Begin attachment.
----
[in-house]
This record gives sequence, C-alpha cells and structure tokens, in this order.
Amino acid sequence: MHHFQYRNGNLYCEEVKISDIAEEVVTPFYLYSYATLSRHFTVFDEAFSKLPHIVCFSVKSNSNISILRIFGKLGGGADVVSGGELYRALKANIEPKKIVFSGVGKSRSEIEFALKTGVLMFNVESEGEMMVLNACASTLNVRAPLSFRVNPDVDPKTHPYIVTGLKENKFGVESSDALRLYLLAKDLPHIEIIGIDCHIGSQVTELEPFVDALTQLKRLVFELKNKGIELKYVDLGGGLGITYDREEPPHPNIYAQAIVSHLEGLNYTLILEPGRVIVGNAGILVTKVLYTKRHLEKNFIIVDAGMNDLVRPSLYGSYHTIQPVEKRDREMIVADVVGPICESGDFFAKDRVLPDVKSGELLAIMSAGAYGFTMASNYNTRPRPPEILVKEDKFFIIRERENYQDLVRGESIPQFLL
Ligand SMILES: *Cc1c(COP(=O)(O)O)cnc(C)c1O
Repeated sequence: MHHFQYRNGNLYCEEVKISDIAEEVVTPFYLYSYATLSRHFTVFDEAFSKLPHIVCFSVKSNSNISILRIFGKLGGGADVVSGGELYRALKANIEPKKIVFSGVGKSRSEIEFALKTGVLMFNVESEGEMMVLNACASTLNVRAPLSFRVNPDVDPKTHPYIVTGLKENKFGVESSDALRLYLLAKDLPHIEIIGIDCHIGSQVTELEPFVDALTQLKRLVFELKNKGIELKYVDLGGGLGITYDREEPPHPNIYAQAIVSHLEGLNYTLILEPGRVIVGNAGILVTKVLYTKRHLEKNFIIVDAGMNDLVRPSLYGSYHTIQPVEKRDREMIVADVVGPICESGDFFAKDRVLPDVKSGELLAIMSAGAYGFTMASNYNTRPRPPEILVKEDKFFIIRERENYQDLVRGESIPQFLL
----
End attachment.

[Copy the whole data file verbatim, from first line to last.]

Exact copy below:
[in-house]
This record gives sequence, C-alpha cells and structure tokens, in this order.
Amino acid sequence: MHHFQYRNGNLYCEEVKISDIAEEVVTPFYLYSYATLSRHFTVFDEAFSKLPHIVCFSVKSNSNISILRIFGKLGGGADVVSGGELYRALKANIEPKKIVFSGVGKSRSEIEFALKTGVLMFNVESEGEMMVLNACASTLNVRAPLSFRVNPDVDPKTHPYIVTGLKENKFGVESSDALRLYLLAKDLPHIEIIGIDCHIGSQVTELEPFVDALTQLKRLVFELKNKGIELKYVDLGGGLGITYDREEPPHPNIYAQAIVSHLEGLNYTLILEPGRVIVGNAGILVTKVLYTKRHLEKNFIIVDAGMNDLVRPSLYGSYHTIQPVEKRDREMIVADVVGPICESGDFFAKDRVLPDVKSGELLAIMSAGAYGFTMASNYNTRPRPPEILVKEDKFFIIRERENYQDLVRGESIPQFLL
Ligand SMILES: *Cc1c(COP(=O)(O)O)cnc(C)c1O
Repeated sequence: MHHFQYRNGNLYCEEVKISDIAEEVVTPFYLYSYATLSRHFTVFDEAFSKLPHIVCFSVKSNSNISILRIFGKLGGGADVVSGGELYRALKANIEPKKIVFSGVGKSRSEIEFALKTGVLMFNVESEGEMMVLNACASTLNVRAPLSFRVNPDVDPKTHPYIVTGLKENKFGVESSDALRLYLLAKDLPHIEIIGIDCHIGSQVTELEPFVDALTQLKRLVFELKNKGIELKYVDLGGGLGITYDREEPPHPNIYAQAIVSHLEGLNYTLILEPGRVIVGNAGILVTKVLYTKRHLEKNFIIVDAGMNDLVRPSLYGSYHTIQPVEKRDREMIVADVVGPICESGDFFAKDRVLPDVKSGELLAIMSAGAYGFTMASNYNTRPRPPEILVKEDKFFIIRERENYQDLVRGESIPQFLL